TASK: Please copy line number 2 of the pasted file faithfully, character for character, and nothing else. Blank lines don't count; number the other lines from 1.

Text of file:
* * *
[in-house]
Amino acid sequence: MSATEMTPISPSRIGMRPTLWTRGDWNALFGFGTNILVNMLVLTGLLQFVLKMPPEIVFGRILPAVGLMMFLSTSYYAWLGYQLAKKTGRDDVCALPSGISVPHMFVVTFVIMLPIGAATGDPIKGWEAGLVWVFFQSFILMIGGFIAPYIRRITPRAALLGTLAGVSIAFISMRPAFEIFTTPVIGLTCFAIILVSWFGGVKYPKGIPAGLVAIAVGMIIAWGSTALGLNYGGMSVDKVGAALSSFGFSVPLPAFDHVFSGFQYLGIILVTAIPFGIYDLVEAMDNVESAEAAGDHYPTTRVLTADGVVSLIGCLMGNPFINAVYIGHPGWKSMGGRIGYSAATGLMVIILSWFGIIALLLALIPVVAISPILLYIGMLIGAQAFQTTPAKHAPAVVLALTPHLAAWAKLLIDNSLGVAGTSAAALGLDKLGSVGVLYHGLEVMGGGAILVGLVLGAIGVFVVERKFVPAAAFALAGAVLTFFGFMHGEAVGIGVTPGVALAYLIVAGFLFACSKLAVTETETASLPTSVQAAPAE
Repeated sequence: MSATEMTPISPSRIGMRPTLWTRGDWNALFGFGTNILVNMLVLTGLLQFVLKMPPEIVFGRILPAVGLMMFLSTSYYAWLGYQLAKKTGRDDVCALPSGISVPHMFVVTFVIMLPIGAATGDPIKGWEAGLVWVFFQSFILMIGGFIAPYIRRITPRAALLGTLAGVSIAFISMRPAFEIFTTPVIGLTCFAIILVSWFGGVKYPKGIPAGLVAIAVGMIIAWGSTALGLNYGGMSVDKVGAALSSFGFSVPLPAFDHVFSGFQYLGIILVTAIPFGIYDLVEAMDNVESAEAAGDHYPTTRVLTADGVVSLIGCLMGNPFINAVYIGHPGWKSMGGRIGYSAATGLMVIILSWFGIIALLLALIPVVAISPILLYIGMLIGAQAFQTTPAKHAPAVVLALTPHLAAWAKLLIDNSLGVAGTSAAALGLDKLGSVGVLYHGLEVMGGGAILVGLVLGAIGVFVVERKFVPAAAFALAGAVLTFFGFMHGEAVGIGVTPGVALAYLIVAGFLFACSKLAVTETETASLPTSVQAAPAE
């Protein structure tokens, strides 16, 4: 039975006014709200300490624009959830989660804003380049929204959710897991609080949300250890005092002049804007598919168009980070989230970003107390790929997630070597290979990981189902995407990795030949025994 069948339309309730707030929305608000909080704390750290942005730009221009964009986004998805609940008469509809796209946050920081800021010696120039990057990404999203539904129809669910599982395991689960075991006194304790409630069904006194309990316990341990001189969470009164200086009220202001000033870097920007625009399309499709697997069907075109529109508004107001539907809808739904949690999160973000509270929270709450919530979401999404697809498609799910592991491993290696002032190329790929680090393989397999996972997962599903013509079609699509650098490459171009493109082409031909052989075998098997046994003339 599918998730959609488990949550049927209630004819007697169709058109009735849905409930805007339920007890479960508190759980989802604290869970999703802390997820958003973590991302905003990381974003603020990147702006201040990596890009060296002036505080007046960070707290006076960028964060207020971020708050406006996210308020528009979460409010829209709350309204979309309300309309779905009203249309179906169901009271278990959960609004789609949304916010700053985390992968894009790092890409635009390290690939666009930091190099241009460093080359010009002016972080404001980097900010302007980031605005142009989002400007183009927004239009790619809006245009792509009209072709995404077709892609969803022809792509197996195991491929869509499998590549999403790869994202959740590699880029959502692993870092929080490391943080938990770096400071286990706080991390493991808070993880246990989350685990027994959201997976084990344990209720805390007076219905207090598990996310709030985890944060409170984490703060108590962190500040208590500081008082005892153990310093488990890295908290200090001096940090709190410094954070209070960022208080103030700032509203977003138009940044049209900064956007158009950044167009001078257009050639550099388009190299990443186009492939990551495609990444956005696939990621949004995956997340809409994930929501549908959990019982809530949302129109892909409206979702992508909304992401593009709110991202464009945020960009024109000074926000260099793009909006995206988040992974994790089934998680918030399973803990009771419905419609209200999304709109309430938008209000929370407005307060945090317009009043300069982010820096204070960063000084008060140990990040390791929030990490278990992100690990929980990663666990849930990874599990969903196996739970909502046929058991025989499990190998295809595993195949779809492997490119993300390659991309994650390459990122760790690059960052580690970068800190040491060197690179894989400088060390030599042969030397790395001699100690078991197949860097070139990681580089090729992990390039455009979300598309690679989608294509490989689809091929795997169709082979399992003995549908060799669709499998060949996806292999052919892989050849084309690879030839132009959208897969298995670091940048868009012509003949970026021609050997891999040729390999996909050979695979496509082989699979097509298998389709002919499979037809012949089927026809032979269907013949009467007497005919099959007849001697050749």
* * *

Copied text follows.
Amino acid sequence: MSATEMTPISPSRIGMRPTLWTRGDWNALFGFGTNILVNMLVLTGLLQFVLKMPPEIVFGRILPAVGLMMFLSTSYYAWLGYQLAKKTGRDDVCALPSGISVPHMFVVTFVIMLPIGAATGDPIKGWEAGLVWVFFQSFILMIGGFIAPYIRRITPRAALLGTLAGVSIAFISMRPAFEIFTTPVIGLTCFAIILVSWFGGVKYPKGIPAGLVAIAVGMIIAWGSTALGLNYGGMSVDKVGAALSSFGFSVPLPAFDHVFSGFQYLGIILVTAIPFGIYDLVEAMDNVESAEAAGDHYPTTRVLTADGVVSLIGCLMGNPFINAVYIGHPGWKSMGGRIGYSAATGLMVIILSWFGIIALLLALIPVVAISPILLYIGMLIGAQAFQTTPAKHAPAVVLALTPHLAAWAKLLIDNSLGVAGTSAAALGLDKLGSVGVLYHGLEVMGGGAILVGLVLGAIGVFVVERKFVPAAAFALAGAVLTFFGFMHGEAVGIGVTPGVALAYLIVAGFLFACSKLAVTETETASLPTSVQAAPAE